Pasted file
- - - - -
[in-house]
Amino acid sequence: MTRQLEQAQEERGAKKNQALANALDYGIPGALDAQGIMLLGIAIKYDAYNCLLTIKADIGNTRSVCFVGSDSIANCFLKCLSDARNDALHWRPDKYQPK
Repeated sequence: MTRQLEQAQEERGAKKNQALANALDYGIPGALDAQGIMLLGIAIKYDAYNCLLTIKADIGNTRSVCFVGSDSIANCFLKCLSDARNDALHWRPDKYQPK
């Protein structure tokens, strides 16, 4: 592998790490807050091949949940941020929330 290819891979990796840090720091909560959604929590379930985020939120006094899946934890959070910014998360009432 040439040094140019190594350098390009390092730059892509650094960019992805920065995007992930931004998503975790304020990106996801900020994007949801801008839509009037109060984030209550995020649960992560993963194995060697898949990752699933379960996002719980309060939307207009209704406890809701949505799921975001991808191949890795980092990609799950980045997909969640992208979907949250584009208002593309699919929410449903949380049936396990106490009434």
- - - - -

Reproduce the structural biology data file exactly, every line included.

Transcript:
[in-house]
Amino acid sequence: MTRQLEQAQEERGAKKNQALANALDYGIPGALDAQGIMLLGIAIKYDAYNCLLTIKADIGNTRSVCFVGSDSIANCFLKCLSDARNDALHWRPDKYQPK
Repeated sequence: MTRQLEQAQEERGAKKNQALANALDYGIPGALDAQGIMLLGIAIKYDAYNCLLTIKADIGNTRSVCFVGSDSIANCFLKCLSDARNDALHWRPDKYQPK
């Protein structure tokens, strides 16, 4: 592998790490807050091949949940941020929330 290819891979990796840090720091909560959604929590379930985020939120006094899946934890959070910014998360009432 040439040094140019190594350098390009390092730059892509650094960019992805920065995007992930931004998503975790304020990106996801900020994007949801801008839509009037109060984030209550995020649960992560993963194995060697898949990752699933379960996002719980309060939307207009209704406890809701949505799921975001991808191949890795980092990609799950980045997909969640992208979907949250584009208002593309699919929410449903949380049936396990106490009434």